The beautiful twin spires of the Catholic Church first appear on the approach to the 15th green, but you don’t truly feel its full presence till Thompson has you to walk by on your way to the 16th tee. This divine walk either inspires – or leaves you praying for a better game.
The final set of holes is set on the headland, but there’s no initial ocean view. You play straight up a to a highly elevated green in the distance. But no first-time golfer ever notices the green because they are left open-mouthed looking at the 100s of Volkswagen sized moguls spread across the entire fairway from tee to green. But the best moment on the 16th This section of the headland is mostlycomes when you look back after finishing the hole. On one end of the panorama is the entire 2nd hole with Ingonish Bay in the background, on the other end is Ben Franey with the Catholic Church spires sticking up out about the forest in the foreground.
This section of the headland is mostly Oaks and Maples. The 17th plays into a secluded valley, but that’s Stanley setting up the next great view. You walk out of the valley and up to the 18th tee where you for the first time since the opening tee shots see ocean on both sides. In the background is Middle Head peninsula; in front of that is the Keltic Lodge and at the end of the hole is Thompson’s best and wildest green.
The First 50
The golf course was well received from the outset. Despite its remote location, it drew a lot of tourist traffic from Ontario, New York and New England. The community was employed working at the Keltic Lodge, on the golf course or in various businesses that grew up in town to meet the tourist needs. Despite the challenges and controversies at the outset, Thompson and the Canadian government had accomplished their goal of creating an economic linchpin for the community.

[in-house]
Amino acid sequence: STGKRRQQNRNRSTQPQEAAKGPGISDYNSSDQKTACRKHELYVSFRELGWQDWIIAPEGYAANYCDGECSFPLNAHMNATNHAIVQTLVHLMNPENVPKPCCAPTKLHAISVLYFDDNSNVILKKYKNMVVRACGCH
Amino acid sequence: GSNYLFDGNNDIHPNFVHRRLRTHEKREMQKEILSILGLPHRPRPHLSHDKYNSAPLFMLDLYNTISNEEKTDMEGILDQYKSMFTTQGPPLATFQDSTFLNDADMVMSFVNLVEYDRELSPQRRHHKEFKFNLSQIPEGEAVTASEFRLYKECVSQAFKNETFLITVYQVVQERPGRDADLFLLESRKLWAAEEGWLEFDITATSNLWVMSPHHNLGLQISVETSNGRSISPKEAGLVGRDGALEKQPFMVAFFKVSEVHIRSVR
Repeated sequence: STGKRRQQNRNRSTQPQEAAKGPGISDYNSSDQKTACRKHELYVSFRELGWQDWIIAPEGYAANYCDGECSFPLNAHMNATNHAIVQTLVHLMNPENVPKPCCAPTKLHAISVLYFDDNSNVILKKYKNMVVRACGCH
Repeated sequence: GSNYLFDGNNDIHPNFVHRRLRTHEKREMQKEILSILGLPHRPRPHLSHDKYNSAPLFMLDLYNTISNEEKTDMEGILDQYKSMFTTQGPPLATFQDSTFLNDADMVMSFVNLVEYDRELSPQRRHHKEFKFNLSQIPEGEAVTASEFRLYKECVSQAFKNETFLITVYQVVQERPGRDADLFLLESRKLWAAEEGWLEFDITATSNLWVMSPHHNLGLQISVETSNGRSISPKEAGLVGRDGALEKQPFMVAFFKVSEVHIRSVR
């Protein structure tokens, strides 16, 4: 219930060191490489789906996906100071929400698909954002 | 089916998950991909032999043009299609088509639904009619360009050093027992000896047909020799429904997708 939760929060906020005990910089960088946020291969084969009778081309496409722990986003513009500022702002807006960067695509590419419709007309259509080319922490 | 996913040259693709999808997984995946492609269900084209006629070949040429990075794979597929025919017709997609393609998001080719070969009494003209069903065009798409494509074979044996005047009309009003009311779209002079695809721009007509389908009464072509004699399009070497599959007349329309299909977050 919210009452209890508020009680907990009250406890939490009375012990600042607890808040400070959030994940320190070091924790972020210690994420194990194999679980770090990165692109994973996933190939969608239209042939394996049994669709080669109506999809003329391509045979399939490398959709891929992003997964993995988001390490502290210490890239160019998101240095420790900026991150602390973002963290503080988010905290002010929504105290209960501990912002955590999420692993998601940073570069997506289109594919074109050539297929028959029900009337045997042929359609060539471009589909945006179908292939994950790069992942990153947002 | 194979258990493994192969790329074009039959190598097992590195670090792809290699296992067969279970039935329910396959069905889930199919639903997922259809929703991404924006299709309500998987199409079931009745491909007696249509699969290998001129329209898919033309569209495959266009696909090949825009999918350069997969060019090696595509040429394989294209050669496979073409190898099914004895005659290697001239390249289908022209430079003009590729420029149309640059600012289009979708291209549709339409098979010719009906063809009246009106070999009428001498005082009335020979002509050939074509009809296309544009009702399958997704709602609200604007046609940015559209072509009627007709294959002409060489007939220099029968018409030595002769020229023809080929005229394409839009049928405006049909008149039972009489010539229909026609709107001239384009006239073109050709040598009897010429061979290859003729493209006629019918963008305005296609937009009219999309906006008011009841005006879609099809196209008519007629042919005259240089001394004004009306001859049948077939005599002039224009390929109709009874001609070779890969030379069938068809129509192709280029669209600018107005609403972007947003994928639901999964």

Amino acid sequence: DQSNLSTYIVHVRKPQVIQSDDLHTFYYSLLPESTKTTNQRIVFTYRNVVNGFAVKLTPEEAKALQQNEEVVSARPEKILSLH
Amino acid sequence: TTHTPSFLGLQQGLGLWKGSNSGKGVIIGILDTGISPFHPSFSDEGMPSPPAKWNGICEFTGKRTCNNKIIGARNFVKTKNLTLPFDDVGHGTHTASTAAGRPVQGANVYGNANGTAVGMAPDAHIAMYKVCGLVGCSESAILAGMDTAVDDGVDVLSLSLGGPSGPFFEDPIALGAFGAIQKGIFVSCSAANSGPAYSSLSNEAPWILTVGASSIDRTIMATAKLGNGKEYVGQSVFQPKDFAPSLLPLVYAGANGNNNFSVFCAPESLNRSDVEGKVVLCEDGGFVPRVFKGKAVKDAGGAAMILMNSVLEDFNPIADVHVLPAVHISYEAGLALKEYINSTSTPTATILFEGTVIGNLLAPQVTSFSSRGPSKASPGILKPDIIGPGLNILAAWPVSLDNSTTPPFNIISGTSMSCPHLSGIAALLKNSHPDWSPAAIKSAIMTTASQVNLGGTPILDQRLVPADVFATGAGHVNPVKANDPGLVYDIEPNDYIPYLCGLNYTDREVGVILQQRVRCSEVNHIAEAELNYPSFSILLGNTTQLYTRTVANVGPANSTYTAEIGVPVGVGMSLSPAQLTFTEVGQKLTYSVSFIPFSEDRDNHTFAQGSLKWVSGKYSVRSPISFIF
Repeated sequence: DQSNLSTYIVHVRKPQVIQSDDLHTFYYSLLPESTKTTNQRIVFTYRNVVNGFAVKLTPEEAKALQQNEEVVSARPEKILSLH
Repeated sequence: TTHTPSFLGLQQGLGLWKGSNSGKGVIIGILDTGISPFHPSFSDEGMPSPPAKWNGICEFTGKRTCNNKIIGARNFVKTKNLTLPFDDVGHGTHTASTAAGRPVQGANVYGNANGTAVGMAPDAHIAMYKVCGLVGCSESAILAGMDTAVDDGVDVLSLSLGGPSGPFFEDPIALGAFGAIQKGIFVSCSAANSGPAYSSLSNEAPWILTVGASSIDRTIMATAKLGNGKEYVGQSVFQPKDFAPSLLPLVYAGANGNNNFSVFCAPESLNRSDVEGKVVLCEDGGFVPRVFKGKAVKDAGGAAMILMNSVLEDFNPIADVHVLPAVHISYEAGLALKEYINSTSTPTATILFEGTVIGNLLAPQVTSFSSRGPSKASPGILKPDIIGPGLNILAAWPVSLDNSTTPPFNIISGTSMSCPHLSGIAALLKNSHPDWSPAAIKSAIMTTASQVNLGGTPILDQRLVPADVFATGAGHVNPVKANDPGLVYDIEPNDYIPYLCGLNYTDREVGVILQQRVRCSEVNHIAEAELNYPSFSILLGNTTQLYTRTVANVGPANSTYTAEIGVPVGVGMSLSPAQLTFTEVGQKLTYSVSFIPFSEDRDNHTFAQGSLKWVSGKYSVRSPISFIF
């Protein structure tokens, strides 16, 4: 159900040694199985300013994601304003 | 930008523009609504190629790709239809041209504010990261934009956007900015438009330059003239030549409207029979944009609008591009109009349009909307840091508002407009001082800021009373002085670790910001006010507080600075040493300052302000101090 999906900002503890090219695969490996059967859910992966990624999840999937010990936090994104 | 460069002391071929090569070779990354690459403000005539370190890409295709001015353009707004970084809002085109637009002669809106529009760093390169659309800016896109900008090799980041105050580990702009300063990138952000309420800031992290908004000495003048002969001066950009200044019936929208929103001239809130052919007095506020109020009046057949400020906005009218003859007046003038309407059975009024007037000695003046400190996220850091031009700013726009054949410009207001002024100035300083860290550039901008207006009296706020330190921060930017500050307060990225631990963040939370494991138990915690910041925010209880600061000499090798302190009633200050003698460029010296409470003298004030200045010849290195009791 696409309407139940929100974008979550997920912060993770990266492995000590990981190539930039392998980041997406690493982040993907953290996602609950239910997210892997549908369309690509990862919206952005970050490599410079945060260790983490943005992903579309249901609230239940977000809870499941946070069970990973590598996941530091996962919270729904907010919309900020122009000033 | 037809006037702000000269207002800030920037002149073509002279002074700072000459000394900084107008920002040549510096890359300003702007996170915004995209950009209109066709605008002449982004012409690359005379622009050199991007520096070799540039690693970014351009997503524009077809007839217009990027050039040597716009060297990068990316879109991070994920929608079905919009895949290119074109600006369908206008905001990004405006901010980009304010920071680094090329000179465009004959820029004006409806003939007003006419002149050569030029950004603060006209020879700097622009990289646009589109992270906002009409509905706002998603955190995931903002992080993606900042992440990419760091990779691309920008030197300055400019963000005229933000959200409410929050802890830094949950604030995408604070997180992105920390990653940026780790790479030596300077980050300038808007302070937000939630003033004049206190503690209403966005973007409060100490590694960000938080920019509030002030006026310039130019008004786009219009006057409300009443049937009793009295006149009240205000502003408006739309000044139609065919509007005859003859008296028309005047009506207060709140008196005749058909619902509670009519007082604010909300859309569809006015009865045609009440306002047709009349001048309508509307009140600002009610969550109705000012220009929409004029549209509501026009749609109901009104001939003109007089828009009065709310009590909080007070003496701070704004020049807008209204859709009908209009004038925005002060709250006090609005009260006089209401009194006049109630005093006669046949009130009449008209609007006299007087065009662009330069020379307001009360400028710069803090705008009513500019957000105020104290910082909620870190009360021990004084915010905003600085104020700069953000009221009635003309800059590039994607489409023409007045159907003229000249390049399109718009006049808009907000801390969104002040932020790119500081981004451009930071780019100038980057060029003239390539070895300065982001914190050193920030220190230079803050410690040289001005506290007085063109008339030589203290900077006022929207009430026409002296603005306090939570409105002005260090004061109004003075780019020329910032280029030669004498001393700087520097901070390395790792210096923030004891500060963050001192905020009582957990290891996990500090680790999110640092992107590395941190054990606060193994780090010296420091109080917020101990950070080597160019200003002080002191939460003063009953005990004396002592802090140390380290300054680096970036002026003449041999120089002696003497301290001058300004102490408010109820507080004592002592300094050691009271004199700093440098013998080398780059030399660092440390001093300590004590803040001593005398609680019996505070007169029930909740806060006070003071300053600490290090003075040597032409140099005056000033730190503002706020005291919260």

One of the unforeseen problems with the golf course was Parks Canada. Initially this course was viewed as a key activity to draw people to come see Cape Breton Highlands National Park. It was well taken care of and through most of its life was a source of revenue for the Park. But that all changed with the internal changes in Parks Canada. In the 1980s a new breed of person was drawn to work in the National Park service. The ranger was replaced by the environmentalists. They looked at the increasing popularity of our National Parks and were not pleased by the popularity. Their view was on preservation of the natural environment.
While they were right in some locations like Banff, they treated all Parks the same way. As the environmentalists gained a stronger say in the future of the Parks system, they began to shun the recreational opportunities such as golf. Golf was in clear opposition to their mandate of preserve and enhance. The fact that this was an infinitesimal percentage of the managed land was of no interest. Golf was wrong in a National Park!